Monday, March 28, 2011

Cracking The Sourdough Mystery

When it comes to bread baking, sourdough is one of those mystical realms that has always fascinated me.  I'd heard talk of wild yeasts and bacteria cavorting.... whispers of 'getting someone to give you a bit of theirs...' (know anyone who has any? Me either.) ...Of feeding the culture regularly with any manner of foodstuffs, but I was never sure exactly what was involved.  The whole world of sourdough baking seemed shrouded in secrecy and enigma.

So I decided to do some reading and discovered some really simple instructions and explanations on this website. So simple, infact, that it inspired me to begin my starter right there and then.

Simply by mixing equal amounts of plain flour and warm water in a container and leaving it to sit at room temperature on my kitchen bench, feeding it every 24 hours, for a week or so made a sour yeasty smelling bubbly starter that I actually began to think of as a new member of our family.

One very slight hiccup was that at the end of the first week, we were scheduled to go interstate for the weekend. I had organized child minding and someone to feed the goldfish, but neglected to organize feeding of the sourdough culture! When I returned, and lifted the lid, I was nearly knocked over by the fumes smelling of acetone. That's correct.... acetone! My neglected, unloved yeast had responded to it's mothers absence by throwing a tantrum and produced nail polish remover.

I managed this as I do in any first world, modern day crisis. I headed straight to google to find answers. And sure enough, I discovered when yeast that has used up all of  it's food, becomes stressed, or if the wrong microbes take over, it starts to produce acetone.

After a bit more, very regular feeding, this condition seemed to correct itself and the starter went on to produce a fabulous loaf of bread, with the appropriate amount of lightness and crispy crust. The webpage that gave me even more easy to understand advice is found here.

The thing that I really love about baking bread is that it combines science, art and cooking into something so lovely that you can share and that everyone gets so much enjoyment from consuming. When you bake with any kind of yeast, you are actually dealing with a living ecosystem. A living, breathing, reproducing piece of biology that changes and develops. It's quite magical and I personally get such a kick out of it. I find it endlessly rewarding and I only wish I had more time to experiment and develop my skills. Making something great out of next to nothing is a truly satisfying venture.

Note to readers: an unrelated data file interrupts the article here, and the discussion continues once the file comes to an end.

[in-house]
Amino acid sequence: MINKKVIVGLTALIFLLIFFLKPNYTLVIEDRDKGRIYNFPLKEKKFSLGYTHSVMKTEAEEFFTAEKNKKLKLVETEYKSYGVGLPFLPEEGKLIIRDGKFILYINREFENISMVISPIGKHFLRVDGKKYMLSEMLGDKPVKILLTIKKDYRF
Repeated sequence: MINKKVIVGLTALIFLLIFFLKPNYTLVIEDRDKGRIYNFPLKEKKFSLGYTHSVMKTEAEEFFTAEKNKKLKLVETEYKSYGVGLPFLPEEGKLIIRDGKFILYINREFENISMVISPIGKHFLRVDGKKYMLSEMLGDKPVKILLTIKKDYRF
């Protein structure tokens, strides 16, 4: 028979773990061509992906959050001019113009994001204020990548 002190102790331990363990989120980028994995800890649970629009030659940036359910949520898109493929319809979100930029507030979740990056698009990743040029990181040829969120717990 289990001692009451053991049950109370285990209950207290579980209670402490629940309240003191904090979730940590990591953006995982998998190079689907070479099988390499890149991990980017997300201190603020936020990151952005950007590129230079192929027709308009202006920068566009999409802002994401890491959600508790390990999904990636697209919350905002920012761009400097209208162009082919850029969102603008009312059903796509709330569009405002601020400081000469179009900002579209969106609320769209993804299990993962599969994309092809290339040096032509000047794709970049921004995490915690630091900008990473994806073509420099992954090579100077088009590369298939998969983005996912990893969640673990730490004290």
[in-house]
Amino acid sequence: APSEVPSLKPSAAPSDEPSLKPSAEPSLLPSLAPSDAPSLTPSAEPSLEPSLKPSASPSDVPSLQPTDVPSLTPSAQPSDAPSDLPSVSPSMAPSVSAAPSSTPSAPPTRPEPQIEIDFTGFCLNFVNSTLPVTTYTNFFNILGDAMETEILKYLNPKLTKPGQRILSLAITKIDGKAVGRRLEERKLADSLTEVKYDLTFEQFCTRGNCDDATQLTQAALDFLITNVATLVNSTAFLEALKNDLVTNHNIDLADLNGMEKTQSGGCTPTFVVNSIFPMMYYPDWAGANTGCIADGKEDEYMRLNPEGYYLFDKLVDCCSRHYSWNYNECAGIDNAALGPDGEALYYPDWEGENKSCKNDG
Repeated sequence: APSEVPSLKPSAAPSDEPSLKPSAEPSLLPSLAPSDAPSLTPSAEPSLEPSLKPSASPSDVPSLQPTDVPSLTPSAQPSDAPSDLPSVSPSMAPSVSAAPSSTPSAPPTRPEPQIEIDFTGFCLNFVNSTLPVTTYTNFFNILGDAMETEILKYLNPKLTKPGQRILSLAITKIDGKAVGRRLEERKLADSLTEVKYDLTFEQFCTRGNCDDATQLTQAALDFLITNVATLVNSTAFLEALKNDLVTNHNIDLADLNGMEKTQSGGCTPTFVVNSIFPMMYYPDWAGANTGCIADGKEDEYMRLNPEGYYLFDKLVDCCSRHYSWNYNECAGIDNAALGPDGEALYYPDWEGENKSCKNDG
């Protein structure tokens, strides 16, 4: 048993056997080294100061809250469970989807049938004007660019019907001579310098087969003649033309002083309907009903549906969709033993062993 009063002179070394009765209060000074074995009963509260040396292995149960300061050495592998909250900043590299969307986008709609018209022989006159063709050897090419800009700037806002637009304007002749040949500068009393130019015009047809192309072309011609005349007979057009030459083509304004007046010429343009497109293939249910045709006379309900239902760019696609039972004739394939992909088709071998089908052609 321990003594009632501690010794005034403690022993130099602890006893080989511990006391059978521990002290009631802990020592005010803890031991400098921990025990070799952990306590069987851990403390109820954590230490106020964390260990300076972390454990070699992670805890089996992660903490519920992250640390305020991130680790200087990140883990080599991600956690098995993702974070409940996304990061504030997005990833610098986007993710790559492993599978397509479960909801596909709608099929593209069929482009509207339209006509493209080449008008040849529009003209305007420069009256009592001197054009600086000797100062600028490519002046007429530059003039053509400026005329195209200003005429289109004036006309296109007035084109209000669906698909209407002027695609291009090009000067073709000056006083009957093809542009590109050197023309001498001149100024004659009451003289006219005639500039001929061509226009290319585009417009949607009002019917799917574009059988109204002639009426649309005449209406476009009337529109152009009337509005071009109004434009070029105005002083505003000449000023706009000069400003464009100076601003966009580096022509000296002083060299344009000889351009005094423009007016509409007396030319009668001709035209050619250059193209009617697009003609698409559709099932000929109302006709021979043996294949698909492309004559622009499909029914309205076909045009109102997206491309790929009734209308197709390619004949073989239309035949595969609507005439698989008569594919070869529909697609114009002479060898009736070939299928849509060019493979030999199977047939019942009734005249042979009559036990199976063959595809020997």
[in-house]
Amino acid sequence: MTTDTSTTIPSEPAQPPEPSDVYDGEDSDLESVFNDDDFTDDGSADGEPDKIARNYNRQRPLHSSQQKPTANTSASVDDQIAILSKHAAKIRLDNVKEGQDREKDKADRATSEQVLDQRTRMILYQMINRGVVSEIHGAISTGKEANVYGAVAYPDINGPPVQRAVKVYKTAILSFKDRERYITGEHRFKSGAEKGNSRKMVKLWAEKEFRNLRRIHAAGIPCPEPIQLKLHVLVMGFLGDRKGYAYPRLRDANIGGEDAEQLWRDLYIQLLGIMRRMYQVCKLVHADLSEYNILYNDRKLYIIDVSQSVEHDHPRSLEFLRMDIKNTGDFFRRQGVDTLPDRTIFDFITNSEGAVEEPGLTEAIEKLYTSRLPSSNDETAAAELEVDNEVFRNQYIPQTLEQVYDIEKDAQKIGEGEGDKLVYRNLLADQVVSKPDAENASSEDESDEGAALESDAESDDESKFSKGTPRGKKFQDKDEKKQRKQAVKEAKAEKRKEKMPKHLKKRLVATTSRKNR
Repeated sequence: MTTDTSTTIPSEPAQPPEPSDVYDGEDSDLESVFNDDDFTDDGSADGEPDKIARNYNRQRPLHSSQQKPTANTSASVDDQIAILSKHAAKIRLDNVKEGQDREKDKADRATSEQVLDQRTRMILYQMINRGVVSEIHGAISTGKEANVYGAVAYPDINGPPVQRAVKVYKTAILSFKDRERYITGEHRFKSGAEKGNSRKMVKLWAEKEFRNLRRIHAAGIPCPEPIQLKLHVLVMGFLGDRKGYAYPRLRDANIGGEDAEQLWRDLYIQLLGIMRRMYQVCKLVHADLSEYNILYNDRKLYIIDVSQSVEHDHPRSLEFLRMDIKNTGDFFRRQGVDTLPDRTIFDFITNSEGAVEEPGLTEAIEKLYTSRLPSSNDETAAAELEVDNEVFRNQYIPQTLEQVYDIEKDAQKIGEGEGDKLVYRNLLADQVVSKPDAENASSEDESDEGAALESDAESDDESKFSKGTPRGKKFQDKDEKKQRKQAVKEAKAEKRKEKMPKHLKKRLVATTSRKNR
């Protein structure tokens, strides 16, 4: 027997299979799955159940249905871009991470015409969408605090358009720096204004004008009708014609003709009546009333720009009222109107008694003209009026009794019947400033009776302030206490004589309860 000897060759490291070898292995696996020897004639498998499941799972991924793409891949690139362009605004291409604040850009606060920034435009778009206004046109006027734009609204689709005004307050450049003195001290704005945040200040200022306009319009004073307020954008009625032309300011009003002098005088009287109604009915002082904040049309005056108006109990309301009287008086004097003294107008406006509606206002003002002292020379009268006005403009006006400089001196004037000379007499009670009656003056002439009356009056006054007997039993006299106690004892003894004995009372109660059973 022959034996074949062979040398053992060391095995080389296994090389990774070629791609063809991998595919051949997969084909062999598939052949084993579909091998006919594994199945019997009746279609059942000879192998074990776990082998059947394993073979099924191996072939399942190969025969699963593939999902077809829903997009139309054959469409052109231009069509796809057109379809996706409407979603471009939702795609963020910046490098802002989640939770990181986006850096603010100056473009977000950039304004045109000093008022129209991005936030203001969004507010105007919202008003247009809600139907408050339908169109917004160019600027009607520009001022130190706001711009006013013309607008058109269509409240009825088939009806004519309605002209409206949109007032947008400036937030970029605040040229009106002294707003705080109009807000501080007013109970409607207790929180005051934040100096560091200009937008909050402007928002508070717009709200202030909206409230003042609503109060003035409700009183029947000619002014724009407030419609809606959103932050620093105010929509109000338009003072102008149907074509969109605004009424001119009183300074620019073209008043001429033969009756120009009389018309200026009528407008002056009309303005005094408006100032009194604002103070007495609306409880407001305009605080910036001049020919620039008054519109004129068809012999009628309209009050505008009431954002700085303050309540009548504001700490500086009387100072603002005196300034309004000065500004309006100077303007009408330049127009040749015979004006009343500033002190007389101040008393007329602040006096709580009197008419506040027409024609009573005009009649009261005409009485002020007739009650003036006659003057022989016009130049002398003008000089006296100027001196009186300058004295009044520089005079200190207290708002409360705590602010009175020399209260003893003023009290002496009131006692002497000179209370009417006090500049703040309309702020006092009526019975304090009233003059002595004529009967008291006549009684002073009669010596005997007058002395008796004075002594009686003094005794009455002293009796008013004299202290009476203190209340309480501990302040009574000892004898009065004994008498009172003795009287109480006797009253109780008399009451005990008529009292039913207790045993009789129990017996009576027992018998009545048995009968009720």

But on to.....

Recipe for the starter

1cup plain flour

1cup warm water

Mix together in a clean container with a lid to cover. Every 24 hrs, discard half and replace with half a cup plain flour and half a cup of warm water. I used mine after about 2weeks but I have read that you can use it as soon as it shows signs of life ie bubbling, a yeasty smell and increasing volume.

Combine 500gm strong flour with enough starter to form a dough. If you have a mixer with a dough hook it makes this first step much easier, but you will still have to kneed the dough by hand for a bit. Kneed until dough becomes elastic and silky on the surface.

Cover with plastic and place in a warm spot until dough doubles in size. 

Knock air out of risen dough. At this point you can replace in warm area to rise a second time or you can skip the second proving and go ahead to form into desired shape or place in loaf tin.

Allow loaf to rise again and bake in hot oven until golden. I brushed my uncooked loaf with milk and sprinkled it with some fine polenta for some extra crunch and texture.

If you have ever tried baking yeast products before, be prepared for the rising process to take longer than using manufactured yeasts. This type of baking takes some patience but, like any slow cooking, will be well worth it in the end.

A quick word before I sign off.....

I did some baking for my childrens school fete this weekend (for my non Australian readers, this is a fundraising festival which usually includes homemade goods). I made more than 150 of  my very popular brownies as my contribution, and was so pleased that every last one sold! I have never actually sold anything I have cooked before so needless to say, it was very satisfying to see total strangers appreciating my efforts. I should declare that several of my friends showed up and bought their share too. Fantastic encouragement from my friends and I thank all of them for their appreciation and support for our school.

You can find the recipe for my brownies here.

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